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earlier known under FMD disk

USA / Israel / Russia september 1999


Editors notes

It appeared that this technology will never become available since C3D's links and whereabouts were untracable from the 2nd halve of august 2002. The editors presumed that the sharp economic downturn in 2002 also cut off the funding for this promising development. However a few firms did take licences so we might see the FMD back in some form or another.
In a way this might be a perfect example of the so called "Vaporware": hardware that is promised but never comes to the market.

The following story is in wikipedia:

After Constellation 3D shut down due to a scandal (the scandal essentially involved the prototype "demonstrated" at COMDEX 2000 being a hoax — the content was actually playing on a hard drive — the device was faked) and the company consequently running out of money, a new company called D Data Inc. (4) was formed which acquired the entire patent portfolio of Constellation 3D in 2003. The company is determined to bring multilayer optical disc technology to the market, and so has introduced the technology again under the new name of Digital Multilayer Disk (DMD) (5).

promising to have the technology available at the end of 2006

At the time of writing - Oct. 2006 - the site still exists and the editors have contacted management for more info.


Lev Zeidenberg, Prof. Yaakov Malkin,  Prof. Eugene Levich

papers & manuals





Introduced by Constellation 3D Inc. (C3D), Fluorescent Multi-Layer Disc holds up to 140 GB of data. This is currently (2001) 215 times more than a CD-ROM (.65 GB) and 23 times more than a DVD-ROM (~6 GB).

FMD-ROM discs contain fluorescent materials embedded in the pits and grooves of all 10+ layers. When in contact with a laser, the fluorescent materials are stimulated to produce coherent and incoherent light; data is stored in the incoherent light.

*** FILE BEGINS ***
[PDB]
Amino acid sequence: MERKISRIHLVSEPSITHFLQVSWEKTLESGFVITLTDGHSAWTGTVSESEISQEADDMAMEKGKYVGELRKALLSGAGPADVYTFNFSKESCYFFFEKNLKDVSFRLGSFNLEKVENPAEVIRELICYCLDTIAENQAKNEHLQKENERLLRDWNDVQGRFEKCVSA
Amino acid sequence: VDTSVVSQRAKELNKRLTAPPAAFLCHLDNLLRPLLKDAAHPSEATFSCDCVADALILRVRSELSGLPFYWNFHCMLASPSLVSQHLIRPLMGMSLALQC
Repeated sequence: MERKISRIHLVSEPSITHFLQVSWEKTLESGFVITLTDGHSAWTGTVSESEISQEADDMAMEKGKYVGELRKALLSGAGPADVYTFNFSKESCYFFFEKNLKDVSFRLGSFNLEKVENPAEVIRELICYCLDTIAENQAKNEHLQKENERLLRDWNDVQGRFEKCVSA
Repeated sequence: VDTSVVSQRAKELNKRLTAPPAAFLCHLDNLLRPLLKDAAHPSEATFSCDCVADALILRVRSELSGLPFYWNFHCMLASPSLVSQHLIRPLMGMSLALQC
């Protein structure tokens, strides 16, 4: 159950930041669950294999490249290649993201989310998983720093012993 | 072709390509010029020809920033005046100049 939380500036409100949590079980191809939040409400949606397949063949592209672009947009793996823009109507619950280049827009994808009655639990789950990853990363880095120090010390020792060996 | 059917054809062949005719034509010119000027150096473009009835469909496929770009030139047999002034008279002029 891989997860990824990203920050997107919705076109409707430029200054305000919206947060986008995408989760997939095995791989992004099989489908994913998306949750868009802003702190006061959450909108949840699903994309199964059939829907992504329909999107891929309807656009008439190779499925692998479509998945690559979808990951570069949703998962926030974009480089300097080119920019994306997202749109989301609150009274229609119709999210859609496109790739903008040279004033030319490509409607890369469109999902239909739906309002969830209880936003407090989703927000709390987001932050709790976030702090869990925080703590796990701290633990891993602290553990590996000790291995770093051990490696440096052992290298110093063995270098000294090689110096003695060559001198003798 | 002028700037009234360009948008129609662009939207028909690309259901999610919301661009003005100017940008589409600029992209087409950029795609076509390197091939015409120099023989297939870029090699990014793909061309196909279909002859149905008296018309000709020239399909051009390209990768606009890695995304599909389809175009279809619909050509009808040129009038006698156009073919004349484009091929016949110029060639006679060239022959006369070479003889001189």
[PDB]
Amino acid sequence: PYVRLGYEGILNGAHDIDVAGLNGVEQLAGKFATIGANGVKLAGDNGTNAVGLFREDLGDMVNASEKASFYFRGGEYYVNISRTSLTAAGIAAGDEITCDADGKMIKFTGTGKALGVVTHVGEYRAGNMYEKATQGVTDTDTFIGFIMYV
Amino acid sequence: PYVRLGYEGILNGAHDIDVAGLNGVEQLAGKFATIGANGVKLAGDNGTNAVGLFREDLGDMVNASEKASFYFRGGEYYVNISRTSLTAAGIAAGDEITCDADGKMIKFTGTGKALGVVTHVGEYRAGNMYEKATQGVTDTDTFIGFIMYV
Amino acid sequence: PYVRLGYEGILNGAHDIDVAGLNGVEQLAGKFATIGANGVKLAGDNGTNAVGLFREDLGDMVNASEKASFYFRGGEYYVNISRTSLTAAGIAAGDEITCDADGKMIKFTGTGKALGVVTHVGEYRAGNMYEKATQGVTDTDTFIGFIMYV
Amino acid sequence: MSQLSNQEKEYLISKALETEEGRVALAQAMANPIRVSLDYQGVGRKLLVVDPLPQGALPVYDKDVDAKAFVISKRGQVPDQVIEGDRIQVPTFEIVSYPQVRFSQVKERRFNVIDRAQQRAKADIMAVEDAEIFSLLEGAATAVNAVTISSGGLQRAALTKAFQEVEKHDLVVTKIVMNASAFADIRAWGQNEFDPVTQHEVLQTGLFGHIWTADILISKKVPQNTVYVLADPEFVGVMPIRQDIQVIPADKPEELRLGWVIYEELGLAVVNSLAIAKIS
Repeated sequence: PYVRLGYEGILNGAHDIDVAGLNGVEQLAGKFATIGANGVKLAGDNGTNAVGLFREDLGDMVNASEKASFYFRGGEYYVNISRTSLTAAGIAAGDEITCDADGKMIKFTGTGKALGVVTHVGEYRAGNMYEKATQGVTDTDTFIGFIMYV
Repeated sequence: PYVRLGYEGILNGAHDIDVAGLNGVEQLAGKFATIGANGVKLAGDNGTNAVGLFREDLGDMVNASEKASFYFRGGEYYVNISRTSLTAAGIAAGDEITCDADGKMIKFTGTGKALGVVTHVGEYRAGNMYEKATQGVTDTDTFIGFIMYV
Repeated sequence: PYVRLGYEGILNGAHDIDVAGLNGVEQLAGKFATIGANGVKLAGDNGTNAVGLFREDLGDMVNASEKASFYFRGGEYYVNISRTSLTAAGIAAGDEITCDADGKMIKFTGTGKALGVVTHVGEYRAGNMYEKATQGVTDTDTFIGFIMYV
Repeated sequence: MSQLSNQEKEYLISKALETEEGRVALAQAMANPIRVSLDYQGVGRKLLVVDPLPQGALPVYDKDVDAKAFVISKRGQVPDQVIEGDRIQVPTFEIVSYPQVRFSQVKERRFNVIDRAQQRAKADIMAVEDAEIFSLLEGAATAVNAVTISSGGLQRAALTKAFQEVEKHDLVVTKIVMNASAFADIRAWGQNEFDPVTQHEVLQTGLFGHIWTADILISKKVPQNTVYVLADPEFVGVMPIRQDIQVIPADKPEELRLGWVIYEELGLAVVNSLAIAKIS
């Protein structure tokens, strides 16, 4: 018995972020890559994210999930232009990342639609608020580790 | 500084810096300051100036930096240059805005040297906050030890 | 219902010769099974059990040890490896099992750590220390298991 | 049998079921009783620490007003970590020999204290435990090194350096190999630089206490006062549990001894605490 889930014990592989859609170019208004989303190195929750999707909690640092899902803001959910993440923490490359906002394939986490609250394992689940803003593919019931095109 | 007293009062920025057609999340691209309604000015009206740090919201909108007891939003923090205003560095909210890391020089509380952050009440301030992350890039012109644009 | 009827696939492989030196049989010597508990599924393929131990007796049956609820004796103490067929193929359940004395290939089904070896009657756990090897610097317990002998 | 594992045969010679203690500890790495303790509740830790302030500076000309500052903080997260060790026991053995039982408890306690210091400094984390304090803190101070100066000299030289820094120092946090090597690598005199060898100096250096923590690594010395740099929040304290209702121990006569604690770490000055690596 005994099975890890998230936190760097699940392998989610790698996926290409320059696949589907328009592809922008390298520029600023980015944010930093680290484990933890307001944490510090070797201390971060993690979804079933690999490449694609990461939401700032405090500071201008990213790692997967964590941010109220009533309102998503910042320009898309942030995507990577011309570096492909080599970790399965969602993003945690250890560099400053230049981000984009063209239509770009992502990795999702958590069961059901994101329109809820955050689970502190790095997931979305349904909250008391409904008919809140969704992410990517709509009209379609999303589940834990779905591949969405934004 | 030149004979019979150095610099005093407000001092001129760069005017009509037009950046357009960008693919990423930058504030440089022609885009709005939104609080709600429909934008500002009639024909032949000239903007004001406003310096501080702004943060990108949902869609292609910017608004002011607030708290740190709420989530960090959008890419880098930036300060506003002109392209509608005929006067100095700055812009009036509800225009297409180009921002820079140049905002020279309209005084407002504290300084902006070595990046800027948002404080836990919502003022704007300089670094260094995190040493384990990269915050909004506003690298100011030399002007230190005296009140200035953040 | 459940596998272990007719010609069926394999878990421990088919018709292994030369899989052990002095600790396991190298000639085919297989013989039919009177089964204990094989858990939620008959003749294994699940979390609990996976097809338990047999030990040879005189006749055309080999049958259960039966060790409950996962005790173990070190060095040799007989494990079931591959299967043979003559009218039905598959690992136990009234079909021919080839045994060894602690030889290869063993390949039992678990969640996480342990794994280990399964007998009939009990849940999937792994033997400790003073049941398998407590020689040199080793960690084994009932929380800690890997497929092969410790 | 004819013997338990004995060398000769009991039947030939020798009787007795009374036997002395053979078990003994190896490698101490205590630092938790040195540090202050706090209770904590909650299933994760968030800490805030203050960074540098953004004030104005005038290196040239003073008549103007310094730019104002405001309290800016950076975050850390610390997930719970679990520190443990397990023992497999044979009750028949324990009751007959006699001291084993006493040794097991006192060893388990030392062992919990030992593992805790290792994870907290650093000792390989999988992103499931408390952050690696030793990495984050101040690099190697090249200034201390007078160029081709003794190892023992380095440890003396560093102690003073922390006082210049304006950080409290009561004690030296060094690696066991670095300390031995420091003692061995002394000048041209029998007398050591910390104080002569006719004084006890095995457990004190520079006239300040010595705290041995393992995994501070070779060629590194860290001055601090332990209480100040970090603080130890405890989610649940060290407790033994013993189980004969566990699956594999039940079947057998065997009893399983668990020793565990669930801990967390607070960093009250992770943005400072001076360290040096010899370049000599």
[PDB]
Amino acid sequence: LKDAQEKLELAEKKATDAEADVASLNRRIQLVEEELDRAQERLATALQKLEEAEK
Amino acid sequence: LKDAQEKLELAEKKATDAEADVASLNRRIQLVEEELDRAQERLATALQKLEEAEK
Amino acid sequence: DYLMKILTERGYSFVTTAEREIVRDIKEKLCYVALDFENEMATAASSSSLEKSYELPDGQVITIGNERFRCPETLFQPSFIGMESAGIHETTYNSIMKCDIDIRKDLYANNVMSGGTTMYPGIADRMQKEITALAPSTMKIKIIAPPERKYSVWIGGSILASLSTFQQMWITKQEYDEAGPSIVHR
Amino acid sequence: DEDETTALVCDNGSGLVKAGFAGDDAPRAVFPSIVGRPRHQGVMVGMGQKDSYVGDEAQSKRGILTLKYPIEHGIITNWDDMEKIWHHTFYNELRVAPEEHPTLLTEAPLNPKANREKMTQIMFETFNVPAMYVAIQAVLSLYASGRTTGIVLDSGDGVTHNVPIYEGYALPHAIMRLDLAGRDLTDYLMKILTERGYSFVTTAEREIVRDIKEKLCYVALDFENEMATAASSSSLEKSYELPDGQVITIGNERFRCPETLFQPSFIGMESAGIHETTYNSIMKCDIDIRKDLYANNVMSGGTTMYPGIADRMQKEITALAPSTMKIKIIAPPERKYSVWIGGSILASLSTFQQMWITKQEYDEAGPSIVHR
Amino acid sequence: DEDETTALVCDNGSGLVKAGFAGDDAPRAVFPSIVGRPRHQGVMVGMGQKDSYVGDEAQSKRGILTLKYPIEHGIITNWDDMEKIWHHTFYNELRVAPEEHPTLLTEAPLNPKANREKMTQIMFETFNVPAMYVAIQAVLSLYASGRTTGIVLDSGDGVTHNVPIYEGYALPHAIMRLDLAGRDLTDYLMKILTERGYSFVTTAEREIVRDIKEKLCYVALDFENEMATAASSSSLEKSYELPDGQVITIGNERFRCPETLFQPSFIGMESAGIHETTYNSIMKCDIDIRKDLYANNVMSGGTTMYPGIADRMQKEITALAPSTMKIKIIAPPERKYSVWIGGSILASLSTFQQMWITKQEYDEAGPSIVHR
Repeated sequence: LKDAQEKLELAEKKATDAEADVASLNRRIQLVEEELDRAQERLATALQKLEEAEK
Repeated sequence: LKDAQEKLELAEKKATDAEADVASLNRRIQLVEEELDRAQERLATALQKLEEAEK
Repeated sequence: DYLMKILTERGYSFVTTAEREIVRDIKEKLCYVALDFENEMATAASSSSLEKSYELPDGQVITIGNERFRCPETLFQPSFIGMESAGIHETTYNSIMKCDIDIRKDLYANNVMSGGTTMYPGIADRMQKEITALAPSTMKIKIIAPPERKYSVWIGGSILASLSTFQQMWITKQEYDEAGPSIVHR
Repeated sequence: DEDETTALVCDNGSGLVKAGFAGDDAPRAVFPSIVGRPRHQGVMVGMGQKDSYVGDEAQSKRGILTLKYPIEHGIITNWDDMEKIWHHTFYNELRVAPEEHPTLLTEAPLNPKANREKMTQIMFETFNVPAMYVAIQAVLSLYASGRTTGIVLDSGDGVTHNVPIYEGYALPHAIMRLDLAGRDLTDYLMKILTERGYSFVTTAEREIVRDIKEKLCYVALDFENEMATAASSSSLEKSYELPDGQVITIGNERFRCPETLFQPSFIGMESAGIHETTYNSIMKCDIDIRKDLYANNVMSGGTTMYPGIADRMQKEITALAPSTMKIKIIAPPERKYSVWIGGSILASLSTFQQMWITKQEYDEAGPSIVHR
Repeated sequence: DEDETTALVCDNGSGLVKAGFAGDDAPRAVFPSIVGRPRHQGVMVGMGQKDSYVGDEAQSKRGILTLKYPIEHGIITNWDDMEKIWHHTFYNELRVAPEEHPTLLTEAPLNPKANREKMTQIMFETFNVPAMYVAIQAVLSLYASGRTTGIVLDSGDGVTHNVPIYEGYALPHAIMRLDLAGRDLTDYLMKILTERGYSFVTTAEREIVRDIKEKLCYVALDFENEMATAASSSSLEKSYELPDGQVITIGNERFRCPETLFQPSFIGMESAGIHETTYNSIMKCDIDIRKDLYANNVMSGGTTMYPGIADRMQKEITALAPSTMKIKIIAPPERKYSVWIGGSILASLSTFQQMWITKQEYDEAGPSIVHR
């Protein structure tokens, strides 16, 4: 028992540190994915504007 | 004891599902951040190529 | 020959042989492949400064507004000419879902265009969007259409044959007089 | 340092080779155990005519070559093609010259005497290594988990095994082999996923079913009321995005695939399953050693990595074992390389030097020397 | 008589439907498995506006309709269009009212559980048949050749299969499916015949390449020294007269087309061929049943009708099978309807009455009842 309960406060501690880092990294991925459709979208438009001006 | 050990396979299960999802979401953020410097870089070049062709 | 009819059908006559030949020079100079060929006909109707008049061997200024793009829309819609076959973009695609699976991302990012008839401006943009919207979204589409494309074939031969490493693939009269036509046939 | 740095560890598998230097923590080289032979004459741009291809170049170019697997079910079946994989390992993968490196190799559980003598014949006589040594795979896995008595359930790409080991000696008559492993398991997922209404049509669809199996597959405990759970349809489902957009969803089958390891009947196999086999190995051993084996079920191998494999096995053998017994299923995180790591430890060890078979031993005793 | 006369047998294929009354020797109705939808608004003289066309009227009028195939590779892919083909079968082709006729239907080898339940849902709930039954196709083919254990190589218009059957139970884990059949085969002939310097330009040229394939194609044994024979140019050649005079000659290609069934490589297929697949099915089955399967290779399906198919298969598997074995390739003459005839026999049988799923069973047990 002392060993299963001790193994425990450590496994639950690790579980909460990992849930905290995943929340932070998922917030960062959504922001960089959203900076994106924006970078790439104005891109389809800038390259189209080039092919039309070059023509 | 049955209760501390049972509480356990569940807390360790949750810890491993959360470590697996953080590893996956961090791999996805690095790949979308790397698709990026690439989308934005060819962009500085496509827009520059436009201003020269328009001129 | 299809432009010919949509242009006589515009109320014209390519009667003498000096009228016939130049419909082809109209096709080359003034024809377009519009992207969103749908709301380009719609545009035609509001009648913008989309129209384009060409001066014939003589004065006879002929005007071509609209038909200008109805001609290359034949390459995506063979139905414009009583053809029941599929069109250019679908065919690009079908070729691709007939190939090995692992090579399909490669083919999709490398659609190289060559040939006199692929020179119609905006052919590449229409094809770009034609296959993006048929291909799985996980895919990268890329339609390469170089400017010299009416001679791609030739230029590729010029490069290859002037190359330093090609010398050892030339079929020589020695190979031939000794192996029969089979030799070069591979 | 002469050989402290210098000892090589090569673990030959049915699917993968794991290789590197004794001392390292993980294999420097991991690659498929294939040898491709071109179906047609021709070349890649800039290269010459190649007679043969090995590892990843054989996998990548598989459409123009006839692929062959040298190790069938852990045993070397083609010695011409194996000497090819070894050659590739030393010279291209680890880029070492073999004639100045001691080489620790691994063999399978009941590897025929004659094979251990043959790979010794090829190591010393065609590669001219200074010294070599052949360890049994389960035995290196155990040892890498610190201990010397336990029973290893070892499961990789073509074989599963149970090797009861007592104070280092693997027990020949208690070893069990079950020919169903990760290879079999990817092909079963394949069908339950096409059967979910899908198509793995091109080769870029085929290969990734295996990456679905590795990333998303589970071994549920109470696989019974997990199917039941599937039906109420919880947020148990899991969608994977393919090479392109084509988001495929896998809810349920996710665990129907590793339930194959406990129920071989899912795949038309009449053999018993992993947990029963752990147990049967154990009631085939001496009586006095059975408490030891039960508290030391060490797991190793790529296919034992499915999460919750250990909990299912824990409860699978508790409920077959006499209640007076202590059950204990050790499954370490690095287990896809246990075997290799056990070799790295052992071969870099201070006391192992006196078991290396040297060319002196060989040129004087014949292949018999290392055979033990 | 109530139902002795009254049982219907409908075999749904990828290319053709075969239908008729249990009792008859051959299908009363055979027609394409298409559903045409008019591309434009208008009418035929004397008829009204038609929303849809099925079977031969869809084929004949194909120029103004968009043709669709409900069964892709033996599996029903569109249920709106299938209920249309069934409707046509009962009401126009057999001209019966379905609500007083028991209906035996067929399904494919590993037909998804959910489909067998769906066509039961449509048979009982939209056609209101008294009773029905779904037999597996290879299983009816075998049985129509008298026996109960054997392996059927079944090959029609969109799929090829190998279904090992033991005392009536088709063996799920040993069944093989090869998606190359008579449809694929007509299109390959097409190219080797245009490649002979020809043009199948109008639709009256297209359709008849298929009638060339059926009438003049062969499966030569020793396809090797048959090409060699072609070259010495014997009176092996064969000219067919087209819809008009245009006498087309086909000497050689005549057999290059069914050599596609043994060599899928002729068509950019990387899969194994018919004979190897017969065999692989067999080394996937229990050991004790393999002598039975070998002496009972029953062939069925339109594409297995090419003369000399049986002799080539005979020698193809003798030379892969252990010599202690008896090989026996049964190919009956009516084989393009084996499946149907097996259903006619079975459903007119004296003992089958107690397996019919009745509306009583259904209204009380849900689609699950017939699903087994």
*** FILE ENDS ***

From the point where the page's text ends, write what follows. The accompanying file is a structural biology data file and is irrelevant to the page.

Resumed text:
Because the technology isn't based on reflection, multiple layers are read at the same time.

With minor re-tooling, FMD-ROM discs are compatible with existing CD-ROM and DVD-ROM drives. Likewise, FMD-ROM drives are backward compatible, accepting CDs and DVDs.


The layers on a Reveo CLC disc reflect only a specific color.


The concept of multi-layer reflective optical discs has been proposed by Philips and IBM, and has been demonstrated up to several layers. In fact, DVD is an implementation of this concept with two layers.

However for many layers, the coherent nature of the probing laser beam causes interference, scatter and intra-layer cross talk - the combination of which results in a signal that is degraded to unacceptable levels. In addition, reflective multi-layer discs encountered considerable technological difficulties in manufacturing of media commensurate with the formidable requirements for optical quality. For these reasons research efforts into multi-layer reflective technologies have been abandoned.

fmd_disk.jpg (26176 bytes)

The concept of multi-layer, fluorescent cards/discs (FMD/C) is a unique breakthrough, solving the problems of signal degradation associated with current reflective optical disc technologies of CD and DVD.

As with a CD or DVD, data on the FMD layers is encoded on a substrate in a series of geometrical features or volumetric marks. Each layer will have a capacity of 4.7 Gigabytes (as in the case of DVD).

With FMD/C technology, each storage layer is coated with a transparent fluorescent material rather than the reflective metallic layer of a CD or DVD. When the laser beam hits a mark on a layer, fluorescent light is emitted. This emitted light has a different wavelength from the incident laser light - slightly shifted towards the red end of the light spectrum - and is incoherent in nature, in contrast to the reflected coherent light in current optical devices. The emitted light is not affected by data marks, and therefore transverses adjacent layers undisturbed.

In the read out system of the drive, the laser light is filtered out, so that only the information-bearing fluorescent light is detected. This reduces the effect of stray light and interference. Theoretical studies, confirmed by experimental results, have shown that in conventional reflection systems the signal quality degrades rapidly with the number of layers. In fluorescent read-out systems, on the other hand, the signal quality degrades much more slowly with each additional layer. Research has shown that media containing up to a hundred layers are currently feasible, thereby increasing the potential capacity of a single card or disk to hundreds of Gigabytes. Use of blue lasers would increase the capacities to over 1 Terabyte.

fmd_diskdrive.jpg (6570 bytes)


1999 first published in september

2001 first license given to Sony

2002 august C3D disappeared

2003 D Data Inc aquired the patents of C3D en will develop HD DMD - Digital Multilayer Disk. (5)


Go Backhardware indexgo to homepagesearch this site Last Updated on 23 October, 2006 For suggestions please mail the editors 

Footnotes & References